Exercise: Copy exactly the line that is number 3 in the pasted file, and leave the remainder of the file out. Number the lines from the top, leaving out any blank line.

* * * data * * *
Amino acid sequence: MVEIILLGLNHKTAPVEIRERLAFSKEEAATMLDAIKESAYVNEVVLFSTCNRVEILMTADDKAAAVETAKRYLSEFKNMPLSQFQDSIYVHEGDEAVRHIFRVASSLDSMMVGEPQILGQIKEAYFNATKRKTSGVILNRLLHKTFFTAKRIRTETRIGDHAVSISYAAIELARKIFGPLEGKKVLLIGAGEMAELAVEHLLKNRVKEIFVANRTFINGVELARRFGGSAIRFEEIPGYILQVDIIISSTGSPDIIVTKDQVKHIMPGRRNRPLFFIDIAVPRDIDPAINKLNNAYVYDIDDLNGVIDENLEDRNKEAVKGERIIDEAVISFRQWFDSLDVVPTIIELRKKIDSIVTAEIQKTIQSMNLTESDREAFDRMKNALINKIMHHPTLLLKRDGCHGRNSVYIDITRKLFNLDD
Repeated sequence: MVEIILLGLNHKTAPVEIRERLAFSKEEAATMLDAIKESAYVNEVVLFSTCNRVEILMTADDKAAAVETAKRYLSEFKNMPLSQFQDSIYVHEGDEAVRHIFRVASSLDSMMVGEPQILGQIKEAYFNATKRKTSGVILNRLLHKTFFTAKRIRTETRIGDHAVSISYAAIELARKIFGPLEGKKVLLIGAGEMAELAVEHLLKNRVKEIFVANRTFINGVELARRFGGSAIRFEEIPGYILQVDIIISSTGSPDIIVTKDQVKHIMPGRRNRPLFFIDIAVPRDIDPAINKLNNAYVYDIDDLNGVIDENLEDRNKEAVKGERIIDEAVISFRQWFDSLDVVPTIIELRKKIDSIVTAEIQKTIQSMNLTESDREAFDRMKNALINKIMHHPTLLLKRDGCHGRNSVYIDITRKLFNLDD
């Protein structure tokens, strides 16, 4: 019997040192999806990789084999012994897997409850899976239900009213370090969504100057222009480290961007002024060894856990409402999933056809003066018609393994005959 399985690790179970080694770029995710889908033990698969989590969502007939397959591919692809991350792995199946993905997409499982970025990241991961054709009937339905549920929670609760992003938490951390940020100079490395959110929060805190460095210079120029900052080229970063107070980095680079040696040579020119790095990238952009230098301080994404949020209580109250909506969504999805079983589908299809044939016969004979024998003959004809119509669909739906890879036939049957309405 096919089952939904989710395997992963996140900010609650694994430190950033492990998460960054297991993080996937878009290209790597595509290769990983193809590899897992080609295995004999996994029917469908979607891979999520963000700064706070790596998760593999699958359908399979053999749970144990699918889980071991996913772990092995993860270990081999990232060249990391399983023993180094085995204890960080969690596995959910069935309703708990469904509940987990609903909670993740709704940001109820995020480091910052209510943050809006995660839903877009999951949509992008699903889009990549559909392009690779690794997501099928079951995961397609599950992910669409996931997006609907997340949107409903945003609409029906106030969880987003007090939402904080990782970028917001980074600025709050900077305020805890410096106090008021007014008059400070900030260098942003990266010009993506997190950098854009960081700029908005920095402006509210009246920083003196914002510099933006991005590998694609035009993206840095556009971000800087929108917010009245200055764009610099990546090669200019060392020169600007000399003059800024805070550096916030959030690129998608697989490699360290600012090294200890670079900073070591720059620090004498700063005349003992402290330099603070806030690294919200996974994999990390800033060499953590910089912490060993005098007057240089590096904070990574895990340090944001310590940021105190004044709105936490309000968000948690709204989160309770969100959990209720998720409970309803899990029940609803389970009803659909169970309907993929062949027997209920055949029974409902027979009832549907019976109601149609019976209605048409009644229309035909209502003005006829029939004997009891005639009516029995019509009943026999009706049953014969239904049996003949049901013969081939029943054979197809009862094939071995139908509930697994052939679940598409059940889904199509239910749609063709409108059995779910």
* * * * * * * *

């Protein structure tokens, strides 16, 4: 019997040192999806990789084999012994897997409850899976239900009213370090969504100057222009480290961007002024060894856990409402999933056809003066018609393994005959 399985690790179970080694770029995710889908033990698969989590969502007939397959591919692809991350792995199946993905997409499982970025990241991961054709009937339905549920929670609760992003938490951390940020100079490395959110929060805190460095210079120029900052080229970063107070980095680079040696040579020119790095990238952009230098301080994404949020209580109250909506969504999805079983589908299809044939016969004979024998003959004809119509669909739906890879036939049957309405 096919089952939904989710395997992963996140900010609650694994430190950033492990998460960054297991993080996937878009290209790597595509290769990983193809590899897992080609295995004999996994029917469908979607891979999520963000700064706070790596998760593999699958359908399979053999749970144990699918889980071991996913772990092995993860270990081999990232060249990391399983023993180094085995204890960080969690596995959910069935309703708990469904509940987990609903909670993740709704940001109820995020480091910052209510943050809006995660839903877009999951949509992008699903889009990549559909392009690779690794997501099928079951995961397609599950992910669409996931997006609907997340949107409903945003609409029906106030969880987003007090939402904080990782970028917001980074600025709050900077305020805890410096106090008021007014008059400070900030260098942003990266010009993506997190950098854009960081700029908005920095402006509210009246920083003196914002510099933006991005590998694609035009993206840095556009971000800087929108917010009245200055764009610099990546090669200019060392020169600007000399003059800024805070550096916030959030690129998608697989490699360290600012090294200890670079900073070591720059620090004498700063005349003992402290330099603070806030690294919200996974994999990390800033060499953590910089912490060993005098007057240089590096904070990574895990340090944001310590940021105190004044709105936490309000968000948690709204989160309770969100959990209720998720409970309803899990029940609803389970009803659909169970309907993929062949027997209920055949029974409902027979009832549907019976109601149609019976209605048409009644229309035909209502003005006829029939004997009891005639009516029995019509009943026999009706049953014969239904049996003949049901013969081939029943054979197809009862094939071995139908509930697994052939679940598409059940889904199509239910749609063709409108059995779910």